Once colt nobody wanted, Came Home nears pinnacle

Some fault pedigree, but he'll likely go off as a favorite in Derby


LOUISVILLE, Ky. - He's the little horse who kept coming home. And now Came Home, the scrappiest competitor in the Kentucky Derby, is out to prove that rejection and doubt mean little when fate is your ally.

"I keep saying that somehow we weren't meant to sell this horse," said Trudy McCaffery, who bred Came Home with her longtime partner, John Toffan, and owns the colt with Toffan and two others. "It seems that somehow this was all just meant to be."

When Came Home enters the starting gate Saturday for the 128th Kentucky Derby at Churchill Downs, he will loom as one of the favorites in an unpredictable race in a bewildering year. At least that's what most people are saying.

Actually, Came Home's story is as straight and neat as sheets hung on a clothesline. From the beginning, when he came home unsold from his first auction, the narrative flows pointedly toward this climactic scene in the country's most famous race.

McCaffery and Toffan, Canadians transplanted to California, realized a dream when Toffan's mining company literally struck gold. In 1989, they spent $1 million of the riches on six racehorses at the September yearling sale at Keeneland. One was the filly Nice Assay.

They entrusted the horses to unknown trainer Paco Gonzalez and raced them with phenomenal success, especially for newcomers to the sport. Nice Assay earned $409,620 and then starting making babies for the McCaffery-Toffan-Gonzalez team. In March 1999, she produced a small, dark-brown colt by the royally bred sire Gone West.

Six months later, McCaffery and Toffan decided to sell Nice Assay and her colt at auction. In foal to another major sire, A.P. Indy, the broodmare brought a whopping $1.7 million.

But as the little weanling stood in the sales ring, he apparently saw something that scared him, and he flipped over backward. Bidding ceased. It had not reached the reserve, the price his owners had set as a minimum, and so the colt came home.

Twice more at auction, as a yearling and a 2-year-old, the small horse did not meet his reserve. He came home again, essentially naming himself and assuring he would race in McCaffery and Toffan's distinctive gold and silver silks. And race he has.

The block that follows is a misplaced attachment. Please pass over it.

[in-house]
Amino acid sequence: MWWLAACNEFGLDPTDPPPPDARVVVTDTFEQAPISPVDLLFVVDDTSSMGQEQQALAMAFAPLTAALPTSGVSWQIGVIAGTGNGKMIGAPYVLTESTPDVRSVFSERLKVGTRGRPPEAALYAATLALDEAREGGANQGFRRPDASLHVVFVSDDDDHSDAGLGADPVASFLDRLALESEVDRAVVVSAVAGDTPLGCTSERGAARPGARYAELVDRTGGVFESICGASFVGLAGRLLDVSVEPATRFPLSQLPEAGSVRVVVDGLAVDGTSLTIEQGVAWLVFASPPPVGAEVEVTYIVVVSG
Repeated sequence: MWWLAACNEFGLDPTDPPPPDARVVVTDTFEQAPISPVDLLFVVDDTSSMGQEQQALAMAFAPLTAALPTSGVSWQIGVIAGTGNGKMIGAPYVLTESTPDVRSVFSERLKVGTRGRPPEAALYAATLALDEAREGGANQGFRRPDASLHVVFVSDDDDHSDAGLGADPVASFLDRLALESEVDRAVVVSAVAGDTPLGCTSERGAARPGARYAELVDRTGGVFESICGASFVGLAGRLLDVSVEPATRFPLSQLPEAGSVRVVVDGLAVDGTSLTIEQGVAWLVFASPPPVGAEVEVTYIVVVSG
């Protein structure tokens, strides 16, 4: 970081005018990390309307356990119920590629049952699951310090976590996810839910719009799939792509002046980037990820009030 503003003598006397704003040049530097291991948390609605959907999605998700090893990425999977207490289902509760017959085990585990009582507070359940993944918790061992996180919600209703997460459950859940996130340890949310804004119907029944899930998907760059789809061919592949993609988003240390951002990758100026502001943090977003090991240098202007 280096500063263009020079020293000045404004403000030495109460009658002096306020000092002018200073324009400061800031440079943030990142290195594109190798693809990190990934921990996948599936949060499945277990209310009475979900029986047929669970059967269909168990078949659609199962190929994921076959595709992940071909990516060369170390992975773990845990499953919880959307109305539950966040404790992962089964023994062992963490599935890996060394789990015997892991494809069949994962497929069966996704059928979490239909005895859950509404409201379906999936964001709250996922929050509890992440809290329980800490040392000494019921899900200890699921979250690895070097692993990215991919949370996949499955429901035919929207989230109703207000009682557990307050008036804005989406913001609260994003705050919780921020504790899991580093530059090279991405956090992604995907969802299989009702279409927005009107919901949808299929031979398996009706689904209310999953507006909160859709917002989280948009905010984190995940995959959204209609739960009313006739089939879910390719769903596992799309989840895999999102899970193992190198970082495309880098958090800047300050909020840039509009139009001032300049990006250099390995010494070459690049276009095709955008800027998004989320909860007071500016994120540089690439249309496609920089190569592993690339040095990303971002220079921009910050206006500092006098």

Came Home has won six of seven races, including two Grade I stakes (the Hopeful at 2 and the Santa Anita Derby at 3), two Grade II stakes and a Grade III. He has never won by fewer than two lengths, and his average margin of victory is nearly four.

Chris McCarron, the Hall of Fame jockey, has ridden him every time, and McCarron said Came Home has what it takes to win the Kentucky Derby.

"He has the talent, the class and the determination," McCarron said.

However, doubt pounds upon this horse like a hailstorm. His pedigree says he should not succeed at 1 1/4 miles, the Derby distance. Gone West, his sire, is known for producing milers. Nice Assay, his dam, came from a family of sprinters.

In his one distance race as a 2-year-old, the 1 1/16-mile Breeders' Cup Juvenile last fall at Belmont Park, Came Home locked up with Officer in an unwise speed duel, tired in the stretch and faded to seventh. He had an excuse. He had missed a prep race and crucial training because of a swollen ankle. He was not at his best.

In fact, Came Home captured the prestigious Santa Anita Derby on April 6 when he wasn't at his best. He had missed training after injuring his back when becoming stuck in his stall - unable to get up - while rolling in the straw. He also got a fever. And then, two days before the race, he bruised a hoof after losing a shoe while training.

Still, Came Home won by two lengths. Critics noted immediately that his time for the 1 1/8 miles was 1 minute, 50.02 seconds, the slowest for a winner since 1963, and, for the final eighth of a mile, a dawdling 13.32.

"Where are the fast horses? They should have won the Santa Anita Derby," said Toffan, co-breeder and co-owner, fed up with the skeptics. "They said he couldn't run seven furlongs, he couldn't run a mile, he couldn't run a mile and an eighth. Well, he did, and he's still running."

Gonzalez, his trainer, is quiet and soft-spoken, but said he believes Came Home is a better horse than Free House. The popular Free House carried the McCaffery-Toffan colors through the 1997 Triple Crown series, finishing third in the Derby, second in the Preakness and third in the Belmont.

That was the team's second foray into the spring classics. Mane Minister, one of the first six horses they bought, finished third in each of the Triple Crown races in 1991.

In other words, McCaffery, Toffan and Gonzalez have run horses six times in the Derby, Preakness and Belmont and never finished worst than third. Still, they haven't won one - yet.

Yesterday, Came Home aced his final pre-Derby exam by breezing five furlongs in 1:00.06. Afterward, outside Barn 25, Toffan noted that nothing, for a change, has interrupted Came Home's training since the Santa Anita Derby.

"This is as good as he's ever been," Toffan said. "This is as fit as he's ever been. The Kentucky Derby is the one we've been aiming for, and he's peaking."

Kentucky Derby

What:128th Kentucky Derby, first leg of thoroughbred horse racing's Triple Crown series


Post time:6:04 p.m.

Where:Churchill Downs, Louisville, Ky.

Distance:1 1/4 miles

Purse:$1 million

TV:Chs. 11, 4

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